# Pooled testing: a teaching case study to use in a course about probability models

This summer, I created a few examples about COVID-19 to use in my course on probability models. I’ll post those materials here as I teach with them. Here is the first example.

## Pooled testing to expand testing capacity

In July 2020, many states struggled to process COVID-19 tests quickly, with some states taking more than a week to process tests. Many statisticians have proposed pooled testing to process tests quicker and effectively expand testing capacity to up to four times the regular capacity. Pooled testing works when few tests come back positive.

Pooled testing came about in the 1940s, when government statisticians needed a more efficient way to screen World War II draftees for syphilis. “The Detection of Defective Members of Large Populations,” by R. Dorfman in 1943 contains a methodology for pooled testing.

Pooled testing works as follows:

• Tests are grouped that pool n samples together, where each sample reflects an individual’s test sample.
• Pooled test results are either positive or negative. They come back positive if at least 1 of the n individual samples are positive.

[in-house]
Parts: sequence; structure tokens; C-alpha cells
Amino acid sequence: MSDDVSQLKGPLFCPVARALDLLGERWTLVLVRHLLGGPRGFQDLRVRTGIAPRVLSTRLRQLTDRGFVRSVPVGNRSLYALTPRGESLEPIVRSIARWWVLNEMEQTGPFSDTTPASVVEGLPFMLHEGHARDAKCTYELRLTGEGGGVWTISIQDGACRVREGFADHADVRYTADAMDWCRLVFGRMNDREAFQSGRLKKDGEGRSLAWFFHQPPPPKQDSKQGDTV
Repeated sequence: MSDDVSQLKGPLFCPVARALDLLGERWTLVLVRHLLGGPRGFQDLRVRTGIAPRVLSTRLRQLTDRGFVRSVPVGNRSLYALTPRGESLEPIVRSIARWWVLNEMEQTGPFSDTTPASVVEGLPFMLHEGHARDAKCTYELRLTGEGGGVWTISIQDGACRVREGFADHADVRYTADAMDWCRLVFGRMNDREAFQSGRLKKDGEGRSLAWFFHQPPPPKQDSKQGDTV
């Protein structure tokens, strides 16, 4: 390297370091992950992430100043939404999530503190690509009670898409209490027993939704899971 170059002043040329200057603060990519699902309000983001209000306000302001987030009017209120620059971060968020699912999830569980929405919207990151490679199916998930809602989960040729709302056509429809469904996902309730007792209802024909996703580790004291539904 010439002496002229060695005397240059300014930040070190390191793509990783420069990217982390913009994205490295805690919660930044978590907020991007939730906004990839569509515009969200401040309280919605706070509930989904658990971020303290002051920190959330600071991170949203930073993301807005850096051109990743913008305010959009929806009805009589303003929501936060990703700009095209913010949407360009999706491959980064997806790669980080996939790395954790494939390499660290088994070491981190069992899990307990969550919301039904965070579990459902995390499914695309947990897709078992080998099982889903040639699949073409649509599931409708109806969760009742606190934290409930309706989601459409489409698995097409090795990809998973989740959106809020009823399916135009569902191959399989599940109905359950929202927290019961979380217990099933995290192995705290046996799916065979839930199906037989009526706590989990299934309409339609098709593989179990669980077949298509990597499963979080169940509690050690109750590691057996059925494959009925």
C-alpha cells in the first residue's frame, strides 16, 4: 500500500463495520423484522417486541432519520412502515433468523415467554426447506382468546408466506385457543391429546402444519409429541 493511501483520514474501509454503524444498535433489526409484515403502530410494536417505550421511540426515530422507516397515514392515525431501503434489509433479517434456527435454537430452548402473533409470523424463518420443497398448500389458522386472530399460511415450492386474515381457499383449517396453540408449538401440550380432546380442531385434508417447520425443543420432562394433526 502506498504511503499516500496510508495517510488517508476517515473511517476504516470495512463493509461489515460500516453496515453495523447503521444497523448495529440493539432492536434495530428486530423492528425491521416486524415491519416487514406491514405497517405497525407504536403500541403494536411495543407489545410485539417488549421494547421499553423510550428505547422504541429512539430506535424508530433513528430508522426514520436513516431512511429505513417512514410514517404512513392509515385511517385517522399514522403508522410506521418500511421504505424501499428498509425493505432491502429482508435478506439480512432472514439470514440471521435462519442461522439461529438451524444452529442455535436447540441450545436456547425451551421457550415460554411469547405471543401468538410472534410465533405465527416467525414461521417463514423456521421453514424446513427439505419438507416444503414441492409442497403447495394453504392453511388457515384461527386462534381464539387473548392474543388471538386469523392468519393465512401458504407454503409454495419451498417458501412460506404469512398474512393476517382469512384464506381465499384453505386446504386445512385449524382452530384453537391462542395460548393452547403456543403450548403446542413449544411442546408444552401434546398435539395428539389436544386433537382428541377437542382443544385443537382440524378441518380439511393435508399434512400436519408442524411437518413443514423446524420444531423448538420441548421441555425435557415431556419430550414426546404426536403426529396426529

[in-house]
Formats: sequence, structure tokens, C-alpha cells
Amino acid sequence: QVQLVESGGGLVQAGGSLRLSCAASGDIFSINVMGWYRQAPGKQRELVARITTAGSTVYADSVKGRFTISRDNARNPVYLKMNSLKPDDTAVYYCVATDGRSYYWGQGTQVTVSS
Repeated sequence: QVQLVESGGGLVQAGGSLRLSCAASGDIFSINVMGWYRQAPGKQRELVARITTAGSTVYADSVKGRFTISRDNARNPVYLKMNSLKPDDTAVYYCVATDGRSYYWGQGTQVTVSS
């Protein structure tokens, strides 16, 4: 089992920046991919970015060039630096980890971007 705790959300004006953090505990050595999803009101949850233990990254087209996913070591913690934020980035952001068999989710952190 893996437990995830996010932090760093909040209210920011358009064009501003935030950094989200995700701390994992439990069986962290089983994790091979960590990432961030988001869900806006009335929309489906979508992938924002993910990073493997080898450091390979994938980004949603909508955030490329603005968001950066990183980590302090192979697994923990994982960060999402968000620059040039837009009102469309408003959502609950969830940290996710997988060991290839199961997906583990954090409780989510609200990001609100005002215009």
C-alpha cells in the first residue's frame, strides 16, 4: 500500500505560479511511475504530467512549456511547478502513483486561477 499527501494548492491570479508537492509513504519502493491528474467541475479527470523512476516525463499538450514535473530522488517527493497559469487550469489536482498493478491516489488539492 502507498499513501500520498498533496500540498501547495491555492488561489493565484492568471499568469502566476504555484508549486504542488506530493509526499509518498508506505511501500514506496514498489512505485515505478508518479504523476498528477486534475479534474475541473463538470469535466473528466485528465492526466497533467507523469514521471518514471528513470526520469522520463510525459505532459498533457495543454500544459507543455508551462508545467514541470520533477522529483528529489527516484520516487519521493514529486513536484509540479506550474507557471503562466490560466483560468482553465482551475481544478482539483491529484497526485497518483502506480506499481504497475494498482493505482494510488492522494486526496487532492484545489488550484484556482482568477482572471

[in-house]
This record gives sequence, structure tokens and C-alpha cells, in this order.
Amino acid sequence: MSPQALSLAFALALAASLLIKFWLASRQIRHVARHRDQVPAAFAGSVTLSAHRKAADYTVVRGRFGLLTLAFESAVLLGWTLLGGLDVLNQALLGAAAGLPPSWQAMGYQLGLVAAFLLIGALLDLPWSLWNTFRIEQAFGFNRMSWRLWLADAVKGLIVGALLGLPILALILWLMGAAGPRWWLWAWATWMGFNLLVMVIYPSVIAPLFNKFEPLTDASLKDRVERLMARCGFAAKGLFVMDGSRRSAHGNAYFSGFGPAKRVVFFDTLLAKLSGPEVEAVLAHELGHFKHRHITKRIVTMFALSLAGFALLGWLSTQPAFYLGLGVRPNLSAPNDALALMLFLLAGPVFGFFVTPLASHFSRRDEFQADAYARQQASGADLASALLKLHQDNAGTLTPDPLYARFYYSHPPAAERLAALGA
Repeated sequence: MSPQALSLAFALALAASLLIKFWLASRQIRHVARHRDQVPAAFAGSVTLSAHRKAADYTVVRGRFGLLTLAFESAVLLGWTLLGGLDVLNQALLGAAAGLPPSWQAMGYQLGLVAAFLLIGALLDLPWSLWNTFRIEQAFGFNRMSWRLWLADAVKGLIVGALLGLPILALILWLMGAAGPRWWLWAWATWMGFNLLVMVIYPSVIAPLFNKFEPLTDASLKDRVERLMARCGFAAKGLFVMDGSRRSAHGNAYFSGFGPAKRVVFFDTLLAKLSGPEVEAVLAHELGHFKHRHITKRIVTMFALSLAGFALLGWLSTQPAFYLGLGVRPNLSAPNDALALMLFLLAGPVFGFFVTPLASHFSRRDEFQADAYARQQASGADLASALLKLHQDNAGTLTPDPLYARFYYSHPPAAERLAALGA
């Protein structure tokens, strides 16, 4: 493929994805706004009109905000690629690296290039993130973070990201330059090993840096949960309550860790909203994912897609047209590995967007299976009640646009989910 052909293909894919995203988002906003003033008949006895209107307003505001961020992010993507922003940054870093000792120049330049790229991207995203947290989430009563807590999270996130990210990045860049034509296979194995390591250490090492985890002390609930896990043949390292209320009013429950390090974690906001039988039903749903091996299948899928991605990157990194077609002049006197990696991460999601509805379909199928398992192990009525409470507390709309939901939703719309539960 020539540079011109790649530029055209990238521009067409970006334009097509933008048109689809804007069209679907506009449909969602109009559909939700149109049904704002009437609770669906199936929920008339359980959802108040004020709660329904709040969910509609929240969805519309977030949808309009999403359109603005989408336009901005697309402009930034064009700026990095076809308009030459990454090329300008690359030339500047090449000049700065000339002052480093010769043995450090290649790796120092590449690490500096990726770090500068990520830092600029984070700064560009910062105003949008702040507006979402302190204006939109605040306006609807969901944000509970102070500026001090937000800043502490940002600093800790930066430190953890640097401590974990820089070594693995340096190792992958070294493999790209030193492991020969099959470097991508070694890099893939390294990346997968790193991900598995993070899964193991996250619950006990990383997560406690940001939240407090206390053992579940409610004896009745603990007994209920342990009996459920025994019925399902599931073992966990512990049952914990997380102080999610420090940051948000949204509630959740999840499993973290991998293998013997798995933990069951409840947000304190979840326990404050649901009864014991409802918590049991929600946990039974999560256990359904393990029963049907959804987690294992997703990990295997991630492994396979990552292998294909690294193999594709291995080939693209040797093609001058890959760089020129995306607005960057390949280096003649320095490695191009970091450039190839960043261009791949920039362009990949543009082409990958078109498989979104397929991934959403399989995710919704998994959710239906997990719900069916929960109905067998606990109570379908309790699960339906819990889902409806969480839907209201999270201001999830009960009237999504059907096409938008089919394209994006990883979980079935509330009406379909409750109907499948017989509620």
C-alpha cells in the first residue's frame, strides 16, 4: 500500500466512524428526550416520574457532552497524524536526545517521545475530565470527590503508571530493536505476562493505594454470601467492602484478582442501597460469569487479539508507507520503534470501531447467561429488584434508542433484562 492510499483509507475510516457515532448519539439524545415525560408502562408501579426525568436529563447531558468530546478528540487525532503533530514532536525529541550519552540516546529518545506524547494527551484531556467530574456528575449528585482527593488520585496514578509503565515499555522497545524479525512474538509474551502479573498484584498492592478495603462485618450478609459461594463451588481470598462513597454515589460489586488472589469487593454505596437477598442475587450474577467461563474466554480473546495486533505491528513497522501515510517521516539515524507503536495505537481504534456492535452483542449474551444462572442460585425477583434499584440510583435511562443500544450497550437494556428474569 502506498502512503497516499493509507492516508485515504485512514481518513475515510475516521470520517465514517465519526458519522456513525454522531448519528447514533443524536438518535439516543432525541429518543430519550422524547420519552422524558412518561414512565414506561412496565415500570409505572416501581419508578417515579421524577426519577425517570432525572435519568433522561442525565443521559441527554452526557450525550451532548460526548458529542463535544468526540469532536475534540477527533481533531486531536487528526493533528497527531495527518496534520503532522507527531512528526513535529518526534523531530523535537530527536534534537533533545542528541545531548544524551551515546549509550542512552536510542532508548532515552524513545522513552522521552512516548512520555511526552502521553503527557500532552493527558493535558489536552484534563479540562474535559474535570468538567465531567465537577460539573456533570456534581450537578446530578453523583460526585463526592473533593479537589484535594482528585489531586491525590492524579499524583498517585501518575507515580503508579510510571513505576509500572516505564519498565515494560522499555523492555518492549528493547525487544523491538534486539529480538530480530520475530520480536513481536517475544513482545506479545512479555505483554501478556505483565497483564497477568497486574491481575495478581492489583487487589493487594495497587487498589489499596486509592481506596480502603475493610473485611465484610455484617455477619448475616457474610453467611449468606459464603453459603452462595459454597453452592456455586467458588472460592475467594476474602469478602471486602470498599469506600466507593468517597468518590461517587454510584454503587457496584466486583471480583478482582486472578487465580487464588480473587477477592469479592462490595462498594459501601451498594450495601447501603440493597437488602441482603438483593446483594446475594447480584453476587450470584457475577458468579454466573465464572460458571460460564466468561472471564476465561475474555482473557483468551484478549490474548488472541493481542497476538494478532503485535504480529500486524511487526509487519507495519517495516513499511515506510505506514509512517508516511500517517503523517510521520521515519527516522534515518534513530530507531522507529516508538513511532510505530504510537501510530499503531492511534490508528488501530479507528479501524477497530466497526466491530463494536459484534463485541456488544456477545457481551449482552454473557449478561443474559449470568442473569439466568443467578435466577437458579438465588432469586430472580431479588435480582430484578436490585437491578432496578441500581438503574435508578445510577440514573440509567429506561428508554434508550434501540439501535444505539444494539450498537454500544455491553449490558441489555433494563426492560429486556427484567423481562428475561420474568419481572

• For tests that come back positive, tests are rerun individually with the unused portions of the original samples to see which individuals test positive, achieving the same results but faster. A total of n+1 tests are performed.
• For tests that come back negative, no further testing is needed. We conclude all individuals are negative. One total test is performed, which reduces the overall tests.
• When pooling is not used, one test per individual yields n tests for the group.

Consider a group of 40 asymptomatic individuals that are tested for COVID-19 in pooled groups of size . Let  denote the number of groups tested, and let  capture the number of groups that test positive (a random variable). We assume that an individual tests positive for COVID-19 with probability  (New York data from July 2020).

• Express g as a function of n.
• Express X and its distribution based on g, n, and q.
• Let the random variable T denote the total number of tests run. Derive an expressive for T as a function of  as well as fixed parameters n and g.
• Consider test groups of size n = 4, 5, 8, 10, 20. Which group size yields the fewest number of tests performed, on average? (Hint: Find E[T]).
• How does your answer to the last question change if q = 0.02, 0.02, 0.075? (Note: Dane County had q = 0.02 and Wisconsin had q = 0.075 at the end of July 2020. At the time I wrote this in early October 2020, more than 20% of COVID tests are coming back positive in Wisconsin).

You can read more on the New York Times article that inspired this case study.